The banks may have been one of the main culprits of the Great Recession, but they are in far better shape and much better capitalized during the coronavirus pandemic.
"They had done some things they shouldn't have done [in 2008], some of them, and they were certainly in far different financial condition than now. So the banking system is not the problem in this particular [situation]," Buffett said.
The 89-year-old added, "I think the banks have behaved very well and are in very good shape. ... They've built up great reserves there and built own balance sheets."
Following the Great Recession, lawmakers passed the Dodd-Frank Act, which required banks to hold much more capital so they could more easily stomach loan losses during an economic downturn.
For instance, all banks in the U.S. had a tier 1 capital ratio -- a measure of a bank's core capital to its total risk-weighted assets -- of about 10.7% in the third quarter of 2006, right before the Great Recession began. At the end of 2019, this number had grown to 13.29%.
Still, Buffett acknowledged that the banks could experience difficulty if economic conditions continue to deteriorate.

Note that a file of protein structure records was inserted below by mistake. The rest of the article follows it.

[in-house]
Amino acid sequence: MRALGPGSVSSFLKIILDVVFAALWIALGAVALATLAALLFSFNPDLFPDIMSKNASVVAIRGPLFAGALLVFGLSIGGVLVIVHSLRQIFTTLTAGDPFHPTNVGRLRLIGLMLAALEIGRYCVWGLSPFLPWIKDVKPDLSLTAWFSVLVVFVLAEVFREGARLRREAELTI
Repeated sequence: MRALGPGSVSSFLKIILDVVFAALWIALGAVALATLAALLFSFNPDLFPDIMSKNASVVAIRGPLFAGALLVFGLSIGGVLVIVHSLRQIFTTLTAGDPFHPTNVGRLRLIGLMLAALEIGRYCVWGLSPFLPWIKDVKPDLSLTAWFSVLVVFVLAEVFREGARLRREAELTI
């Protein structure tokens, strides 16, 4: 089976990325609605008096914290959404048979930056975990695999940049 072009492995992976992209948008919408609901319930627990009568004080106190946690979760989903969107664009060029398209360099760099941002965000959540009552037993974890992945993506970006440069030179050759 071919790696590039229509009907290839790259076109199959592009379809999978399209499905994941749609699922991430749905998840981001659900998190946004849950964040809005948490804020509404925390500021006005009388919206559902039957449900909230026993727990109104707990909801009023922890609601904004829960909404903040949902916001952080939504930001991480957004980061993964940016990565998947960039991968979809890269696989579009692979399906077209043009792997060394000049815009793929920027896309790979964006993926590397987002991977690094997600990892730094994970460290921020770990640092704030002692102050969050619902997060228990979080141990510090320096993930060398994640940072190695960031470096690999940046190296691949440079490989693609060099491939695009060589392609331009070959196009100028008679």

"You can dream of scenarios that put a lot of strain on banks, and they're not totally impossible," he said.
Several banks in Berkshire Hathaway's investment portfolio, including JPMorgan Chase (JPM -0.88%), Bank of America (BAC -1.48%), and Wells Fargo (WFC 0.05%), set aside billions of dollars in the first quarter to deal with loan losses that may begin to materialize more significantly in the coming months.
"They're going to have problems with energy loans, they're going to have extra problems with consumer credit, but they know it and they are well capitalized for it," said Buffett.
He added, "They are not a primary worry of mine at all."